Motorists warned over copycat tax disc website
By: Click4Reg Team
Last updated: 06 October 2014
As of October 1st, all tax disc records have been digitised; with motorists no longer needing to have the circular, paper tax discs on their car windshield. It marks the end of a ninety-year era, as authorities now use automatic readers and other technology to keep an eye on people’s tax compliance. However, one driver from Beith, Ayrshire, has warned people wanting to renew their tax online, suggesting they make sure they’re not accidently using a copycat website. If they do, they could stand to lose out a lot of money.
All drivers, whether they have a DVLA reg or personalised number plates, have to renew their tax each year if they’re to remain on the road legally. Often, people head online to do so, instead of going to the Post Office, and this is where problems start to occur. Due to companies being able to pay search engines, such as Google and Bing, to appear high in the rankings, it means that fraudulent sites sometimes appear above legitimate ones. In the case of Tax Disc Direct, this is true, with many people paying out for a new tax disc that never arrives.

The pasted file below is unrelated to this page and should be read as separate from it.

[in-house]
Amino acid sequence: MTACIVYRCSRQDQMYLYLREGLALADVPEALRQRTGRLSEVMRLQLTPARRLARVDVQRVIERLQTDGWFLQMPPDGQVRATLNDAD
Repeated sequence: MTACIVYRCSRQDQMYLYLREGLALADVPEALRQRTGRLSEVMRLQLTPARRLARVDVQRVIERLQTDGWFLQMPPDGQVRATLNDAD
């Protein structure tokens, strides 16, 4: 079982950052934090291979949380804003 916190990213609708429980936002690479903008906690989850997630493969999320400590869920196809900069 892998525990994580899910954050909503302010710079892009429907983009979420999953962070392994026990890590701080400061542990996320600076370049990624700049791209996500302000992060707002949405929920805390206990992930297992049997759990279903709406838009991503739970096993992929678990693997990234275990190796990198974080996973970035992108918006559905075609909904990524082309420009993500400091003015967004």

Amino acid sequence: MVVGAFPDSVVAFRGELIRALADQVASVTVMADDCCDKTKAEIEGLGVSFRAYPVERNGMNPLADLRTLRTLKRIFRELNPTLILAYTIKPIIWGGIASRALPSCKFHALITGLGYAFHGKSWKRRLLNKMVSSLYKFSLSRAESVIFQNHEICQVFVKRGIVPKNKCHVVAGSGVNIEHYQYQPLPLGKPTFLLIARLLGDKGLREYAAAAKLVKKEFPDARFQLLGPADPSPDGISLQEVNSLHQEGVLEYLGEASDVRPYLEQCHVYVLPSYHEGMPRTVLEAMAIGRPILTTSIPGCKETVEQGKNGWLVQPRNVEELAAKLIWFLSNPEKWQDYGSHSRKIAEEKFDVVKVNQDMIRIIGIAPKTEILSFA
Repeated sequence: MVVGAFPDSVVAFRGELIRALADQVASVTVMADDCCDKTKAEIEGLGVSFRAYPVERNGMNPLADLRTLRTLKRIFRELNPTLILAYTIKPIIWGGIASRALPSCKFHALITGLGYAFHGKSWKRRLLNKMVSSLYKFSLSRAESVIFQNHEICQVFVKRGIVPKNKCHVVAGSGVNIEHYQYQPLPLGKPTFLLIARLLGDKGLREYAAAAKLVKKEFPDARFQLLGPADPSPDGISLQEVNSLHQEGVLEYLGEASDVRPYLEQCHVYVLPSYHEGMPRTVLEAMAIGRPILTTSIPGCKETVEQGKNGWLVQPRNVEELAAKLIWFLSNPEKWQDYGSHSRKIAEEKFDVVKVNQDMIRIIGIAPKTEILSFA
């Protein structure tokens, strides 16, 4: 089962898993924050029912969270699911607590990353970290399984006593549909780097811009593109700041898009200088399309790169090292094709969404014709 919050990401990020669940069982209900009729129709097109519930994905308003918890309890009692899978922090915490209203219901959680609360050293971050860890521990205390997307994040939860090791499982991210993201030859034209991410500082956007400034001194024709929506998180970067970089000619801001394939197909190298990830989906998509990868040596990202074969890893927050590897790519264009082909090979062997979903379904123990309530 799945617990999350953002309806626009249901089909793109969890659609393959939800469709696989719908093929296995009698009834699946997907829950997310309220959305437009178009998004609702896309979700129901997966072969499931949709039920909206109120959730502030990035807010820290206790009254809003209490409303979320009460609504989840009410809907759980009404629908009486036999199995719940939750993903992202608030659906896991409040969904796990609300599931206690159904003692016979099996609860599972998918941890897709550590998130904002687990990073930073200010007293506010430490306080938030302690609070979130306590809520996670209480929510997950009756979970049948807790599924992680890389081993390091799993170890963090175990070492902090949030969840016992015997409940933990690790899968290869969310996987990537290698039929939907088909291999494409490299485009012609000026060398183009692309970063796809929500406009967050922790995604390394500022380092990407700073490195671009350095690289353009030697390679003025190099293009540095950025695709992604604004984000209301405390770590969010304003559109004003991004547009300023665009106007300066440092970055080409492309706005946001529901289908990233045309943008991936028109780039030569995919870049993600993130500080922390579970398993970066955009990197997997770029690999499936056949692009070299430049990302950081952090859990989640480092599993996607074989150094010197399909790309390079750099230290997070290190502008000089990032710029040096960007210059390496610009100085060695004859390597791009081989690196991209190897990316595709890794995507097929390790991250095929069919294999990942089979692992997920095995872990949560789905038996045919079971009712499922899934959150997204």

Liz McCafferty, a 46 year old from Scotland, said she needed to renew her tax disc so headed online. After being directed to the copycat website, she paid the full amount due: “I paid up-front by card but never received the tax or my money back,” Ms McCafferty said, adding: “The DVLA have no record of my payment either, so Tax Disc Direct basically pocketed the cash. I want to warn others not to be caught out.” Though she expected to pay six months tax for around £74 with a credit card fee of £2.50, £111.50 was actually taken. This included a £40 administration fee, which had never been mentioned. Luckily, though the money had been taken, it had been placed in a holding account and was, therefore, retrievable.
In response to the concerns, the Advertising Standards Authority (ASA) has said that copycat websites are a high priority. ASA added that websites actively misleading consumers to pay for services they’d get free on government sites are unfair and need to be clamped down upon. Meanwhile, the Driver and Vehicle Licensing Agency (DVLA) said care must be taken to avoid copycat websites, with reminders sent to motorists that gov.uk sites should only be used for official transactions.